Resignation and quitting are two terms that are often used interchangeably but they have different implications. While both involve leaving a job, there are differences in the way they are perceived by employers and the consequences for the departing employee. In this article, we will discuss the difference between resignation and quitting, and the implications for both employees and employers.
Resignation is the process of formally notifying an employer that one has decided to leave their job, usually by submitting a resignation letter. Resignation is usually a voluntary decision made by an employee, who may have found a better opportunity or who wishes to take a break from work.
The decision to resign is usually a well-thought-out one, and it is usually made after careful consideration of a range of factors. These may include job satisfaction, salary, benefits, job security, career growth, or work-life balance. Employees usually resign for personal reasons, such as wanting to spend more time with their family, pursuing further education, or starting their own business.
When an employee resigns, it is usually viewed in a positive light by the employer. It shows that the employee has made a conscious decision to leave, and it also gives the employer an opportunity to find a replacement in good time so that the organization’s operations are not disrupted. Employers usually appreciate employees who resign with dignity and professionalism, as this may preserve a good relationship that could come in handy in future.
Quitting, on the other hand, is the act of abruptly leaving a job without giving notice or providing an explanation to the employer. Unlike resignation, quitting is not a voluntary decision but rather a spontaneous one, often made in the heat of the moment or due to a specific incident at work.
Employees who quit may do so because they feel mistreated or unfairly treated by their employer, or when they are frustrated by poor working conditions, job insecurity, or poor communication from their supervisors or colleagues. Quitting may also happen when an employee has a poor attitude towards work, lacks commitment, or is not performing as expected.
Quitting is viewed negatively by employers, as it often leaves the organization in a state of disarray. When an employee quits without notice, it leaves the employer with the burden of finding a replacement in a hurry, and it may also disrupt other employees’ work, especially when that employee was an integral part of a team or a crucial function of the organization.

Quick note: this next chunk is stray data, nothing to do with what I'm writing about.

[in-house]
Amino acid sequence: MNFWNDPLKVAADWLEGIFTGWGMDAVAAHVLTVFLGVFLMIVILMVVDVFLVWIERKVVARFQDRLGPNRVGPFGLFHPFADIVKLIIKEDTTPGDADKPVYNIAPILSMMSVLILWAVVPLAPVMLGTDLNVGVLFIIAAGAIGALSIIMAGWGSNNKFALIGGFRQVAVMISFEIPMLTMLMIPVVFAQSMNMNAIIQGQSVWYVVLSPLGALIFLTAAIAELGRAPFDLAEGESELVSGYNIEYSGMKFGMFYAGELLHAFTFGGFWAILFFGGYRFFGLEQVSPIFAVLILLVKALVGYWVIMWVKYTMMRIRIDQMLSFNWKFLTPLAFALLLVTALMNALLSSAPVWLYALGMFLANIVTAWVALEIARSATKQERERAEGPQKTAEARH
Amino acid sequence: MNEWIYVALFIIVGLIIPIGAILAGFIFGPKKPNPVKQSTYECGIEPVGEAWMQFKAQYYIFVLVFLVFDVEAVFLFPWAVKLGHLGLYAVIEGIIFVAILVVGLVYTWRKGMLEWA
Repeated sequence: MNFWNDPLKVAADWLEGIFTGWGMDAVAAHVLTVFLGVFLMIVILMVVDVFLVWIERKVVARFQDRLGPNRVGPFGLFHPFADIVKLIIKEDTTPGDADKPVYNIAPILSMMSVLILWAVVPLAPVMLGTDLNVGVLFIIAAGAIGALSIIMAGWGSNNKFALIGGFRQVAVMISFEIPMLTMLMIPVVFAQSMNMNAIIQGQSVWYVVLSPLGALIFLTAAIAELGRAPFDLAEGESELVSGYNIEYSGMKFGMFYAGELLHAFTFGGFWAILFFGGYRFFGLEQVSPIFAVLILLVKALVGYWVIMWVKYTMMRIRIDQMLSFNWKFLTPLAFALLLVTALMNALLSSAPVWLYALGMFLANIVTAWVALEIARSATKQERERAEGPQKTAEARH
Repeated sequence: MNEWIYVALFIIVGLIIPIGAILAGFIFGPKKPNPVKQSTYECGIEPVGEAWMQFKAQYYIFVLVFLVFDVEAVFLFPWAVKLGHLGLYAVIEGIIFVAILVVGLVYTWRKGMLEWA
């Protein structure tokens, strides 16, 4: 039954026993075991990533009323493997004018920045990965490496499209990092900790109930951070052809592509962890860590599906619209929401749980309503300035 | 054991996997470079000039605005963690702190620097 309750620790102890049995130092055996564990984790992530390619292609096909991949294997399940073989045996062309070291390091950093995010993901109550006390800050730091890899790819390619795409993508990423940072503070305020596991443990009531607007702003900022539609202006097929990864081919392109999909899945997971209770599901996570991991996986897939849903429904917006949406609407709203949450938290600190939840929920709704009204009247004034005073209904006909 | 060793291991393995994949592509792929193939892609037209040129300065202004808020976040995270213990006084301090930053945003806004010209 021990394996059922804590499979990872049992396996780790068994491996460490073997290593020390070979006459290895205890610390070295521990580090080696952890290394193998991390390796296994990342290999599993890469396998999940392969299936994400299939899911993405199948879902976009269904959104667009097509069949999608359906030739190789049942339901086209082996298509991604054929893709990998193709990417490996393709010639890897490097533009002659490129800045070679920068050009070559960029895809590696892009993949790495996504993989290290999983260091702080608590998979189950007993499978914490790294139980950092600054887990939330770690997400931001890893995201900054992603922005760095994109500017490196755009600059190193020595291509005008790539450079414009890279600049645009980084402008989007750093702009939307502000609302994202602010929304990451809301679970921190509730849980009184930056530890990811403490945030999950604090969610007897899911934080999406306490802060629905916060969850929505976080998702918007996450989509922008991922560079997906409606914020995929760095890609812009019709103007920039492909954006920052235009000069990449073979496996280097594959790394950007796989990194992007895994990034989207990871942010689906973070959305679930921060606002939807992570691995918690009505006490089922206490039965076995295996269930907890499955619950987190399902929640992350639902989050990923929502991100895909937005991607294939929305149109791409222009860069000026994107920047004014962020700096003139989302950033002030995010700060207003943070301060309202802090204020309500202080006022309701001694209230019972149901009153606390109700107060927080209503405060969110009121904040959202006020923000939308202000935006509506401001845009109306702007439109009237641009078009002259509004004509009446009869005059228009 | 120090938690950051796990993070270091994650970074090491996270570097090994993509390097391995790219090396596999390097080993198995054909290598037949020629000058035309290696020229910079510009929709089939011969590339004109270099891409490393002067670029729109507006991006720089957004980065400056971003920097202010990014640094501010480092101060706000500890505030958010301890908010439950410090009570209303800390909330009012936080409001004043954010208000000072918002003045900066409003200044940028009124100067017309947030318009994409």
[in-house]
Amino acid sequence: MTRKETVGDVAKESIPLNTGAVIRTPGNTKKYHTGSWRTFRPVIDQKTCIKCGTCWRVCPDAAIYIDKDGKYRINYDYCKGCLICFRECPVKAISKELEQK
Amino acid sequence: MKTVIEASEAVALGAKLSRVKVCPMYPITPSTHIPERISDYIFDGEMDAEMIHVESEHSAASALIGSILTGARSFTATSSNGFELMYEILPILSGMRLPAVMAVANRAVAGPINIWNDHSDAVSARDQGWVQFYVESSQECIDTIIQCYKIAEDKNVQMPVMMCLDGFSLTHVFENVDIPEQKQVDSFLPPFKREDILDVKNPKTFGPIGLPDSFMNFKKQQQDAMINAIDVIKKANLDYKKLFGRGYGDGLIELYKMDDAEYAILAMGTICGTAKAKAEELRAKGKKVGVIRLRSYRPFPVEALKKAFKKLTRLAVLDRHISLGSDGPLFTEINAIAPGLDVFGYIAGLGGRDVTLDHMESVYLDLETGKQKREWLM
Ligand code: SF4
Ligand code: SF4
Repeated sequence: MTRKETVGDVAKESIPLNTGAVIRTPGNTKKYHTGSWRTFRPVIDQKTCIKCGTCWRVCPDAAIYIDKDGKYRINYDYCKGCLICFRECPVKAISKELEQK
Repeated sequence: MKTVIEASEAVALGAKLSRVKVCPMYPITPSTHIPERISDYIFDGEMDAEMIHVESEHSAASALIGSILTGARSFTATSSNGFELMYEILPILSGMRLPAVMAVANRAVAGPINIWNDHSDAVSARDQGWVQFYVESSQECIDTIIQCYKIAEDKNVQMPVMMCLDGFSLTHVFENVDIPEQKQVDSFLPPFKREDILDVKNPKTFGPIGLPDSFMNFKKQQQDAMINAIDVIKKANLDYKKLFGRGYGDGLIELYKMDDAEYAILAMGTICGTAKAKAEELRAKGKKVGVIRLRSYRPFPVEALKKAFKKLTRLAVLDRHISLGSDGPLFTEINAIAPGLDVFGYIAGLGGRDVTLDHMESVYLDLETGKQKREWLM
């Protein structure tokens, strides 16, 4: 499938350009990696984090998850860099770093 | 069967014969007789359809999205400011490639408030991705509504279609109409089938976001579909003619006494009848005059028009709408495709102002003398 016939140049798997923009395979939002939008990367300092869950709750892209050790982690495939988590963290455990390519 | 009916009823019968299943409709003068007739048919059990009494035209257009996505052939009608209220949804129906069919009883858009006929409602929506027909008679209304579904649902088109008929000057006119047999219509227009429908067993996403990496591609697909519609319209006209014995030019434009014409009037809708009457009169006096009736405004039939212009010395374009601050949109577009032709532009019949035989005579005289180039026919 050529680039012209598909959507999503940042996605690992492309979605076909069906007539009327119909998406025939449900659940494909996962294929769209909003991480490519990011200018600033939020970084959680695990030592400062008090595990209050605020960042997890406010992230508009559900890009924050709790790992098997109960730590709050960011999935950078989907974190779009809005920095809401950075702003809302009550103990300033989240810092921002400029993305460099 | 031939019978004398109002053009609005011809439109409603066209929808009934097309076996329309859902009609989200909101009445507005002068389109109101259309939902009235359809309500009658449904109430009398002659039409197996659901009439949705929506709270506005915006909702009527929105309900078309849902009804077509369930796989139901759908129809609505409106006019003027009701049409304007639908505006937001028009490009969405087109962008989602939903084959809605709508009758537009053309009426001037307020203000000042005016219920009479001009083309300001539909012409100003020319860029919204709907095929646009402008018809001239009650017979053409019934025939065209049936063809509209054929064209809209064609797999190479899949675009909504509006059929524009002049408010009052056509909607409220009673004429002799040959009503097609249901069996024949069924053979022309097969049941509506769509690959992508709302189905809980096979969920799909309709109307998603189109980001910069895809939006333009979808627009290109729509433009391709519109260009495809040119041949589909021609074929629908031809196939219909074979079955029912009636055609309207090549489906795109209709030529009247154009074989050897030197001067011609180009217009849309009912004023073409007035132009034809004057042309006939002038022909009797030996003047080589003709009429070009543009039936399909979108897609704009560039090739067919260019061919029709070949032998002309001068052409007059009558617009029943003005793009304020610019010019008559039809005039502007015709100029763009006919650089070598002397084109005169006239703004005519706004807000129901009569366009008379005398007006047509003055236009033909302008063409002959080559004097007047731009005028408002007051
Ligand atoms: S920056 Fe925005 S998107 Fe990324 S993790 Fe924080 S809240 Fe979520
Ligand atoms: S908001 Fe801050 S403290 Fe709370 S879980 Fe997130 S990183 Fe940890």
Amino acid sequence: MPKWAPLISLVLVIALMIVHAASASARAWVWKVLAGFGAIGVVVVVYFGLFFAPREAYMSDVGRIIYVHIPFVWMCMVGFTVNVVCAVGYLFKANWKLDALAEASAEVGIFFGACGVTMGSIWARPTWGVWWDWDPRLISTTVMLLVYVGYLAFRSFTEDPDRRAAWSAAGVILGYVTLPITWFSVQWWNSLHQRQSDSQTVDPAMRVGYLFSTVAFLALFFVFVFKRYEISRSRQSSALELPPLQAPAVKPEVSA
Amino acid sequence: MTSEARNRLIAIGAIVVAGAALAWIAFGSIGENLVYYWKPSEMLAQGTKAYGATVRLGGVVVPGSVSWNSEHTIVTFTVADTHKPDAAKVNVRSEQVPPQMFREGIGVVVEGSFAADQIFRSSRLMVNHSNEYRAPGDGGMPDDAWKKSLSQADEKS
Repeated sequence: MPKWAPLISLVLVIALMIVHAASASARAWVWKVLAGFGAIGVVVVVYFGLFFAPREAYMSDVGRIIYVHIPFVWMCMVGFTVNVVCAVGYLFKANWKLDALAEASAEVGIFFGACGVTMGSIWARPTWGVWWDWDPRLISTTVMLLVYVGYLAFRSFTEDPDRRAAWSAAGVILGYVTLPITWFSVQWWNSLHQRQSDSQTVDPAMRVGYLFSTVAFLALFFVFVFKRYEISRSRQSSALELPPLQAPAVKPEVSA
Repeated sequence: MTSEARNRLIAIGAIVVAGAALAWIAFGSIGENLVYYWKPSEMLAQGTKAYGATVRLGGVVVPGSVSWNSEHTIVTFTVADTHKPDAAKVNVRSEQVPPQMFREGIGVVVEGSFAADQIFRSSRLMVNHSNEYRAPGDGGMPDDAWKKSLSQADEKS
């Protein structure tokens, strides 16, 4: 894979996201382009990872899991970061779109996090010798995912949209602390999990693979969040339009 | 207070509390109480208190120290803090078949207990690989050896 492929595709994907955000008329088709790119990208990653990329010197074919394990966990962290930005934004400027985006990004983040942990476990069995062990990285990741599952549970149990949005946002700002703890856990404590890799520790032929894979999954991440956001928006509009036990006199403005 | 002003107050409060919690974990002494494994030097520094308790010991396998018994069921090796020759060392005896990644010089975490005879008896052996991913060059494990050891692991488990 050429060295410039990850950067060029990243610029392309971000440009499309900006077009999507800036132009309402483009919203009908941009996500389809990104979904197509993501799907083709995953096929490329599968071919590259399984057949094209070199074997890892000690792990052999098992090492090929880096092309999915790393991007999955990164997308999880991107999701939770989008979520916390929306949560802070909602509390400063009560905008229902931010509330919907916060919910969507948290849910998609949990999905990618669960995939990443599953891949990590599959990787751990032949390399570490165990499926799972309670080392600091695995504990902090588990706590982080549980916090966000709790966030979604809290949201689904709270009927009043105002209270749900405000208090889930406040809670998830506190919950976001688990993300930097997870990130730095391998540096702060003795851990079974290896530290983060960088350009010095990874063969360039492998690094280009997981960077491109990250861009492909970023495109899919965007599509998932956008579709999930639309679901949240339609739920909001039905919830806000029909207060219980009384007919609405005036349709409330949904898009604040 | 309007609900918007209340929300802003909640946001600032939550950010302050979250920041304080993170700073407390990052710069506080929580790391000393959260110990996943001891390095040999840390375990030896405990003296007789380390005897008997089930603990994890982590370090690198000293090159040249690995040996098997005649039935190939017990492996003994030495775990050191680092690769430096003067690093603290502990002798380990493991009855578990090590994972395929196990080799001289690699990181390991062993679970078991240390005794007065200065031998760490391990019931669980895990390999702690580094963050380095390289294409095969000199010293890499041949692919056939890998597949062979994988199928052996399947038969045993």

From an employer’s perspective, quitting may reflect poorly on the employee’s professionalism and work ethic, and it may also make it difficult for them to gain future employment, particularly if they left their previous job without notice or explanation.
Differences between resignation and quitting
The main difference between resignation and quitting is the way in which they are initiated and the duration of the notice. When an employee resigns, they initiate the process themselves, and they usually give notice beyond what is required by their employer. This notice period may vary based on the employment contract, but it is usually between two weeks and one month. During this period, the employee may be required to complete their remaining tasks or offer to help in the transition of their work to a new employee.
When an employee quits, they often do not give notice, which means that they may leave the employer with no information about their departure. This could cause issues for the employer in terms of finding a replacement and coordinating their work activities.
Another difference is the way each decision is perceived by employers. Resignation is usually perceived positively by employers, as it shows that the employee is leaving on good terms and usually for valid personal reasons. Quitting, on the other hand, is usually perceived negatively as it shows that the employee may not have taken their job seriously, lacked professionalism, or was dissatisfied with certain aspects of their work.
Consequences of resignation and quitting
Resignation and quitting have different consequences for both employers and employees. When an employee resigns, they usually leave on good terms with their employer, and this may result in favourable references or the possibility of future employment with the same employer. Conversely, an employee who quits may burn a bridge with their employer, which could make it difficult for them to gain future employment, particularly if they did not give notice or cause negative impact to the company.
Employers may be negatively impacted by both, though quitting often has more consequential and serious impact. Quitting can disrupt an organisation’s operations, reduce employee morale, and negatively affect the bottom line due to the cost of finding and training a replacement.
In conclusion, while resignation and quitting are similar in that they both involve leaving a job, they are vastly different in the way they are initiated, perceived, and the consequences for both employers and employees. Employees should strive to resign professionally and amicably so they can maintain good standing with their employer and preserve a good reference, while quitting should be an option of last resort. Employers can create an environment that encourages open communication, values its employees, and addresses issues promptly to minimise resignations and prevent quitting.